Choose your strongest evidence and present your points one by one.Use a mix of evidence, from statistics to other studies and anecdotal stories.A strong conclusion can help summarize your point of view and reinforce with your reader why your stance is the best option.Tags: Alexander Mcqueen DissertationSolve Math Problems PercentagesThe Sat Essay FormulaHomework For MoneyAll About Me Essay ExampleIntroductions In Essays PersuasiveWomen Reservation EssayThe Perfect College Essay
After describing the "other" side, present your own viewpoint and then provide evidence to show why your position is the correct one.
Work to discredit the other side using some of the information you discovered in your research.
Ultimately, determine your side of the argument and make sure you can back up your point of view with reasoning and evidence.
Work against the opposing point of view and prove why your stance is correct.
Avoid emotional language that can sound irrational.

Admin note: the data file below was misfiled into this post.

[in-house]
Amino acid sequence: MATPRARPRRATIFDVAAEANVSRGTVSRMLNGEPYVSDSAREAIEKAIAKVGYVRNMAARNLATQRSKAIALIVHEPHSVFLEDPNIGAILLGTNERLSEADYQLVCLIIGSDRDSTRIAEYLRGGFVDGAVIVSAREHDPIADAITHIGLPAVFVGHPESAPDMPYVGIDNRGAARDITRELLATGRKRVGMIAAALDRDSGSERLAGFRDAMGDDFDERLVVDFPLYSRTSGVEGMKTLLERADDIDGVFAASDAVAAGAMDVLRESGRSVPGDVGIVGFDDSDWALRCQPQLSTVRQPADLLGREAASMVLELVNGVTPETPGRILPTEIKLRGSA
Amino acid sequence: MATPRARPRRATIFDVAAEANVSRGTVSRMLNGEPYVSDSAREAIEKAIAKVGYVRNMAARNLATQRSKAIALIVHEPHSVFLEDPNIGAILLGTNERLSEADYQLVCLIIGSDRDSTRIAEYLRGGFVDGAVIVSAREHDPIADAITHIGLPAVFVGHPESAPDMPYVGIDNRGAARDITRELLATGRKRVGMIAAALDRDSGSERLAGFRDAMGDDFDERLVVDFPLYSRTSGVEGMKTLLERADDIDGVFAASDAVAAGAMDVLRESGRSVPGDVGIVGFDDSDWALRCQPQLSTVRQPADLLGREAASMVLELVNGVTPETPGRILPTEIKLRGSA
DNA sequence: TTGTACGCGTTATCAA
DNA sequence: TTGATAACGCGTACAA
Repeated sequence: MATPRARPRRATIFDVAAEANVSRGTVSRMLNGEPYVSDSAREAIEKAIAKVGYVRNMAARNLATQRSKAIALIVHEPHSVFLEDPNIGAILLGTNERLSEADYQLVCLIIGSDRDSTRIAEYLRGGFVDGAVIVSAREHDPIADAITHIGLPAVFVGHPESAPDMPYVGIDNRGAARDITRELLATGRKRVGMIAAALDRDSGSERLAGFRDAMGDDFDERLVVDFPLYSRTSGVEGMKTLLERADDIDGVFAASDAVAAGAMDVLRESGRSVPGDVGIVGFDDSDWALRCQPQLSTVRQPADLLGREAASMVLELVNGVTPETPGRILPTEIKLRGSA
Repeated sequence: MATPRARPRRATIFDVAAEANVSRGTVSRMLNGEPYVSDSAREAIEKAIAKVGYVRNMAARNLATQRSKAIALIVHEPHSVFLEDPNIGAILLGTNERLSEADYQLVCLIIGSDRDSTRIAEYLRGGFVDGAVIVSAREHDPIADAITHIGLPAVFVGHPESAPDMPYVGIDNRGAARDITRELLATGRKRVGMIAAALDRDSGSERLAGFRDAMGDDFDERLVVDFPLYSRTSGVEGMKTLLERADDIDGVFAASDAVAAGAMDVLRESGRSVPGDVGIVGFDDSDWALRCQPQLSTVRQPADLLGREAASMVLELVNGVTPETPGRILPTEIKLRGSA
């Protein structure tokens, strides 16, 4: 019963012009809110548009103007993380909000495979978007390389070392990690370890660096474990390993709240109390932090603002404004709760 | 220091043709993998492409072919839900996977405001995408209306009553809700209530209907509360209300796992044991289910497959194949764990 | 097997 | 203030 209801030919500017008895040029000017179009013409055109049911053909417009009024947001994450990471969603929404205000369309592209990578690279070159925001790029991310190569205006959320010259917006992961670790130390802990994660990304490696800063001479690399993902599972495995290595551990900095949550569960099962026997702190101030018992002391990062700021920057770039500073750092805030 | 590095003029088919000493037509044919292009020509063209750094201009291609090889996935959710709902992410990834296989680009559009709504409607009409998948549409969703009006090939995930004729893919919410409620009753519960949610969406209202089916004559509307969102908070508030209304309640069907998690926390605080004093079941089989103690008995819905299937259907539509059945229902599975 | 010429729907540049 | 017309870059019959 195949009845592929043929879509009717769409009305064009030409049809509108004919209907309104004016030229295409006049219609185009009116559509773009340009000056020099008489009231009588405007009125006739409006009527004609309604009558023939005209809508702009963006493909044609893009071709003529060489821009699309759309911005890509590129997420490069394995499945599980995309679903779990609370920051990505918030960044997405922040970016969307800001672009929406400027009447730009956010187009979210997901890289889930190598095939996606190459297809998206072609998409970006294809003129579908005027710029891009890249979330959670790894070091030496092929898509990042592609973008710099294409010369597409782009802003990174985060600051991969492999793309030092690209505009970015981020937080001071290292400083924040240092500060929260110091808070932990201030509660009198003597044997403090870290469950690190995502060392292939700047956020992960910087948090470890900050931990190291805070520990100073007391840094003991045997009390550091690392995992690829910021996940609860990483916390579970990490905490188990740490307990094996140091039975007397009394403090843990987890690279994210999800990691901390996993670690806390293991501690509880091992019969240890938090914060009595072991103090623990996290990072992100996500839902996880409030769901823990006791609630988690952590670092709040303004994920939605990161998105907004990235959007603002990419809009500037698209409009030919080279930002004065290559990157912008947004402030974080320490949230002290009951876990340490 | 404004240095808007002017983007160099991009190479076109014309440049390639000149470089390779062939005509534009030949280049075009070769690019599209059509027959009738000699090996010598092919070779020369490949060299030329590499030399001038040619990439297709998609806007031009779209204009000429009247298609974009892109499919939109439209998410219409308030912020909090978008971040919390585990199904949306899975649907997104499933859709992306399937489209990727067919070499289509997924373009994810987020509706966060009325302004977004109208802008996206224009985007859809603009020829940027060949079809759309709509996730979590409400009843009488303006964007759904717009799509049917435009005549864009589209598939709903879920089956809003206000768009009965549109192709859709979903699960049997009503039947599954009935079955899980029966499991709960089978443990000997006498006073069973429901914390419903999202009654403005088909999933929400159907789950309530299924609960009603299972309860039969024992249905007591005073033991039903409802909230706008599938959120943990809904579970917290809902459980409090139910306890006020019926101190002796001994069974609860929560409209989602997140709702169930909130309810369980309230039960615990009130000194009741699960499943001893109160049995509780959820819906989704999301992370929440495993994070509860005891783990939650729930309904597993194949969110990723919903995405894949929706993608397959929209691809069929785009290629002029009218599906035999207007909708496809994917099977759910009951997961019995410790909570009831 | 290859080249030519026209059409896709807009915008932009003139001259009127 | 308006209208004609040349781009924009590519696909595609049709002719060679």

Know the difference between a logical conclusion and an emotional point of view.Once you have selected a topic you feel strongly about, make a list of points for both sides of the argument.When shaping an argument you'll have to explain why your belief is reasonable and logical, so list points you can use as evidence for or against an issue.The goal of a research proposal is to present and justify the need to study a research problem and to present the practical ways in which the proposed study should be conducted. Approach it with the intention of leaving your readers feeling like--"Wow, that's an exciting idea and I can’t wait to see how it turns out!The design elements and procedures for conducting the research are governed by standards within the predominant discipline in which the problem resides, so guidelines for research proposals are more exacting and less formal than a general project proposal. "In the real world of higher education, a research proposal is most often written by scholars seeking grant funding for a research project or it's the first step in getting approval to write a doctoral dissertation.A proposal should contain all the key elements involved in designing a completed research study, with sufficient information that allows readers to assess the validity and usefulness of your proposed study. Note that most proposals do not include an abstract [summary] before the introduction.The only elements missing from a research proposal are the findings of the study and your analysis of those results. This section can be melded into your introduction or you can create a separate section to help with the organization and narrative flow of your proposal. However, before you begin, read the assignment carefully and, if anything seems unclear, ask your professor whether there are any specific requirements for organizing and writing the proposal. Proposals vary between ten and twenty-five pages in length.To find a good topic for an argumentative essay, consider several issues and choose a few that spark at least two solid, conflicting points of view.As you look over a list of topics, find one that really piques your interest, as you'll be more successful if you're passionate about your topic.